ROCKLAND, Maine — A Rockport woman said she is ecstatic that an Owls Head contractor who was found in a civil case to have defrauded her and her husband during the construction of their home six years ago has been criminally charged.

Robert A. Garrison, 55, of Owls Head was indicted last week by a Knox County grand jury on two counts of Class B theft by misapplication of property. The criminal charges carry a maximum penalty of 10 years in prison.

Assistant District Attorney Christopher Fernald said Monday there are not many criminal theft cases filed against contractors but that it is done when the conduct is outrageous.

The last case of a contractor being prosecuted in Knox County as the result of a building project was in 2010. That case ended in a conviction in October 2012. That contractor received a suspended six-year jail term after repaying $30,000 to a downtown business owner whose building he was hired to renovate.

The theft indictments Garrison faces allege he used money paid by Jennifer and Seth Upham of Rockport and David and Beverly Gravison of Sutton, Massachusetts, who have a home in Owls Head, on other building projects and personal use.

One count alleges that the thefts occurred December 2009 through June 2010 and the other from May through December 2010. In both cases, the indictment alleges that the thefts involved more than $10,000.

Garrison said Saturday the charges were nonsense and the civil cases had long been settled.

He said he was unaware that he had been charged until his daughter read it in the BDN. No court date has been scheduled for his arraignment and paperwork, including the indictment, will be mailed to him, according to the court.

“I’ve done this work for 30 years and built more than 100 houses,” Garrison said, adding that he has not ever had any complaints about his work until the Upham project. He said the Uphams’ attorney drew the Gravisons into the matter and caused the problem. He claims he was owed money by the homeowners.

“I’m the hardest working person there is. I’m a small-business man with no staff,” he said.

Both a state judge and a federal judge have ruled in civil and bankruptcy cases that Garrison committed fraud in the Upham project. Garrison blamed his lawyer for losing the prior cases.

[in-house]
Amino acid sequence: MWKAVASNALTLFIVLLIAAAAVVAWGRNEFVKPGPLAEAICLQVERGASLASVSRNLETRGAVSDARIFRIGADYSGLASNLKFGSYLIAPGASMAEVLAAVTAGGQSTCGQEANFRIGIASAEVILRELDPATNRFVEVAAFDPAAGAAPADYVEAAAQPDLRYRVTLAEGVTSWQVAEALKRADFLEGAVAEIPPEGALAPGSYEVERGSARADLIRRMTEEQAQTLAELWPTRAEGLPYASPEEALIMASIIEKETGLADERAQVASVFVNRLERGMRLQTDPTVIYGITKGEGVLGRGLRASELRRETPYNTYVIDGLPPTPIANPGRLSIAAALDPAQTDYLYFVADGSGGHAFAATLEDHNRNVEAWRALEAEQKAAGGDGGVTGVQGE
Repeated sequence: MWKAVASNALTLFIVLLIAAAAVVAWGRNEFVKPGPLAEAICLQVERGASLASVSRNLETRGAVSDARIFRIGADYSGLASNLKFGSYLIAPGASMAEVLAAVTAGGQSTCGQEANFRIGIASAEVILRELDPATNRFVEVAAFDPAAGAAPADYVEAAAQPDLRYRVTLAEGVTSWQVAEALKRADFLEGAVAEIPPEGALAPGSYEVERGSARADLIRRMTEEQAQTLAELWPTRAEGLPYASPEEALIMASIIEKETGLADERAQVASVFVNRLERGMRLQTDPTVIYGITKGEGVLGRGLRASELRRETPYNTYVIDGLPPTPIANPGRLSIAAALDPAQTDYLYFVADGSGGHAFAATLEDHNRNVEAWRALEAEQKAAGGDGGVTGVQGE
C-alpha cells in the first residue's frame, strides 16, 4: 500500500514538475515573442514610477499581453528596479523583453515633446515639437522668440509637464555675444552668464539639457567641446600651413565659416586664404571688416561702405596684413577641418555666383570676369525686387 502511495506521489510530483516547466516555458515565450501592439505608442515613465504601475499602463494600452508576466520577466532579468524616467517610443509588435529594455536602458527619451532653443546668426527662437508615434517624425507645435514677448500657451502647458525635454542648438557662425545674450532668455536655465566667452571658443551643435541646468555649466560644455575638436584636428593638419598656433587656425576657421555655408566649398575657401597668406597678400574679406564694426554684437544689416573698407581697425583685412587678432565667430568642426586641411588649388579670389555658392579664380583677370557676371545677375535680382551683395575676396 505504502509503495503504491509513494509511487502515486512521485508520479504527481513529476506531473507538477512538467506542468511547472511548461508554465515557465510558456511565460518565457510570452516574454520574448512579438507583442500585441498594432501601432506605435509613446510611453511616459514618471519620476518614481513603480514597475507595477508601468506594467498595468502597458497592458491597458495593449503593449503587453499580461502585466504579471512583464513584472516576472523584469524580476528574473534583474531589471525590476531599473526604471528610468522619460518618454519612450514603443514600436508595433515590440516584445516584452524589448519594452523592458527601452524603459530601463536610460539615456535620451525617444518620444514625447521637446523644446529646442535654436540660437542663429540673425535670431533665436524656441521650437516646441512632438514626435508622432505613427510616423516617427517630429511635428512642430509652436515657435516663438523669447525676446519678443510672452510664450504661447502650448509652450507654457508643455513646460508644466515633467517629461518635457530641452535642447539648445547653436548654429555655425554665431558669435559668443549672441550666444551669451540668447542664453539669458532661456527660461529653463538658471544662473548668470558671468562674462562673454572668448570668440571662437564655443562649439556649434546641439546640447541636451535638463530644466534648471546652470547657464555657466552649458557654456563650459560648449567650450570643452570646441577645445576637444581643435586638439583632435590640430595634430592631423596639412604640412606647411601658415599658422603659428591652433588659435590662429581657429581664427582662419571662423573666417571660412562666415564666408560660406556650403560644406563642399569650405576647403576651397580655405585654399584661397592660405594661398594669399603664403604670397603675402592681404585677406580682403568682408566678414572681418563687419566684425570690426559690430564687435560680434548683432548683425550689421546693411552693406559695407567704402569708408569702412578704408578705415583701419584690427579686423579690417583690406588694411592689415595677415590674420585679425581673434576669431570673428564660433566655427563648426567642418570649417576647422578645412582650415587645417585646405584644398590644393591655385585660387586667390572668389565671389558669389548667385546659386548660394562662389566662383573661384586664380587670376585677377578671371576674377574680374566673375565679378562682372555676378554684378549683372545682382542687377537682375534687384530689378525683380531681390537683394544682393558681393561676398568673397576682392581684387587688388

Then Superior Court Justice Jeffrey Hjelm awarded the Uphams damages of more than $100,000 in July 2014. He also imposed $20,000 in punitive damages finding that the evidence was clear that Garrison had committed fraud.

“Garrison repeatedly obtained money from the Uphams and then promptly diverted nearly $40,000 of it for unauthorized purposes. In essence, Garrison treated the Uphams as a funding source and did not abide by obvious practices of the industry to keep them informed of where they stood, eventually even seeking to obtain payment in excess of their contractual obligation,” Hjelm ruled.

In January 2015, Judge Louis Kornreich, chief judge of the U.S. Bankruptcy Court, ruled that the damages ordered to be paid to the Uphams by the state court was not a debt that could be discharged, citing an exemption for not erasing a debt when it involves falsehoods or fraud.

Jennifer Upham said Monday that she is ecstatic that Garrison has been charged with a crime. She said she and her husband and the Gravisons had met with the district attorney and urged him to pursue criminal cases.

The Uphams hired Garrison in 2009 to build a house in Rockport through a fixed price contract of $235,088.

Construction began in December 2009. The Uphams fired Garrison in September 2010 because the house was significantly behind schedule and the contractor did not provide an accounting of the $197,788 already paid to him.

The Gravisons hired Garrison in 2010 to build a house in Owls Head. He began the work in May and the work stopped in December when the Gravisons refused to give the contractor any more money.

The Gravisons had a contract with Garrison to build a house for $158,000. The couple had paid Garrison $159,000 but said there was $34,000 worth of work left to do when the construction stopped.

Attorney Dana Strout, who represented the Uphams and Gravisons, helped the district attorney’s office prepare the criminal case for presentation to the grand jury. He said a review of financial records he subpoenaed from Garrison shows that when he was given checks by both the Uphams and then the Gravisons he often would spend it on a prior house construction project for which he owed money or on personal expenses.

Upham said she and her husband have spent a fortune in legal fees to pursue the civil lawsuit against Garrison.

“The time and frustration has just been horrible. And this was happening at the same time that our daughter was dealing with serious health issues,” Upham said.

Garrison is paying about $150 every month and a half to pay off the $85,000 he still owes them, she said.

“This will take them forever,” she said. The Garrisons have no property in their name, she said.

The Gravisons also were locked in a civil lawsuit against Garrison after a lien was placed on their property by E.L. Spear when Garrison failed to pay the Rockland building supply company even though the homeowners had paid Garrison. Justice Joyce Wheeler refused to enforce the lien against the homeowners since they had paid Garrison. Wheeler ordered in July 2013 that the contractor pay Spear $54,952.

Strout said fraud by contractors occurs more often than people expect. He said often it is people from out-of-state like the Gravisons who hire small and medium-size contractors. He said the Uphams were an exception in which local people were the victims.

Strout said he was so impressed by the way that Upham compiled financial records and assisted in putting together the case that he later hired her to be a paralegal for his office. Strout’s specialty is construction law.